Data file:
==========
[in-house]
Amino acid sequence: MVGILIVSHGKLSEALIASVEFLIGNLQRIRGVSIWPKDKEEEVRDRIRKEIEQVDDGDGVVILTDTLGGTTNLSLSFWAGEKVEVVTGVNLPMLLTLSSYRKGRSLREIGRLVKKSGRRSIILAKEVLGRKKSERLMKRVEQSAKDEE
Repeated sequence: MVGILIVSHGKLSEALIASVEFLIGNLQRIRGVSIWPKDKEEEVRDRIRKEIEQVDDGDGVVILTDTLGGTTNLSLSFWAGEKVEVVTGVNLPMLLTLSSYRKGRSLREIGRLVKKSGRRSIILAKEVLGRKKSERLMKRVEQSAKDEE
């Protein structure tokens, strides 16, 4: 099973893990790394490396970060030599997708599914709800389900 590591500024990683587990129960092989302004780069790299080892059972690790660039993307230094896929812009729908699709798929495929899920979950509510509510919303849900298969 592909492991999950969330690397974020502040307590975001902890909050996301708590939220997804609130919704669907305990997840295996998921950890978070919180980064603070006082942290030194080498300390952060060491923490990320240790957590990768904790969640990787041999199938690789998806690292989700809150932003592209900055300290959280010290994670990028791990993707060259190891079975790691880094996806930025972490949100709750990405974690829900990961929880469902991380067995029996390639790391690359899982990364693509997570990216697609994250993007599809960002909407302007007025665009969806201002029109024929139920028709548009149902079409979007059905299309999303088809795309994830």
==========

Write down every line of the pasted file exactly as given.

[in-house]
Amino acid sequence: MVGILIVSHGKLSEALIASVEFLIGNLQRIRGVSIWPKDKEEEVRDRIRKEIEQVDDGDGVVILTDTLGGTTNLSLSFWAGEKVEVVTGVNLPMLLTLSSYRKGRSLREIGRLVKKSGRRSIILAKEVLGRKKSERLMKRVEQSAKDEE
Repeated sequence: MVGILIVSHGKLSEALIASVEFLIGNLQRIRGVSIWPKDKEEEVRDRIRKEIEQVDDGDGVVILTDTLGGTTNLSLSFWAGEKVEVVTGVNLPMLLTLSSYRKGRSLREIGRLVKKSGRRSIILAKEVLGRKKSERLMKRVEQSAKDEE
């Protein structure tokens, strides 16, 4: 099973893990790394490396970060030599997708599914709800389900 590591500024990683587990129960092989302004780069790299080892059972690790660039993307230094896929812009729908699709798929495929899920979950509510509510919303849900298969 592909492991999950969330690397974020502040307590975001902890909050996301708590939220997804609130919704669907305990997840295996998921950890978070919180980064603070006082942290030194080498300390952060060491923490990320240790957590990768904790969640990787041999199938690789998806690292989700809150932003592209900055300290959280010290994670990028791990993707060259190891079975790691880094996806930025972490949100709750990405974690829900990961929880469902991380067995029996390639790391690359899982990364693509997570990216697609994250993007599809960002909407302007007025665009969806201002029109024929139920028709548009149902079409979007059905299309999303088809795309994830």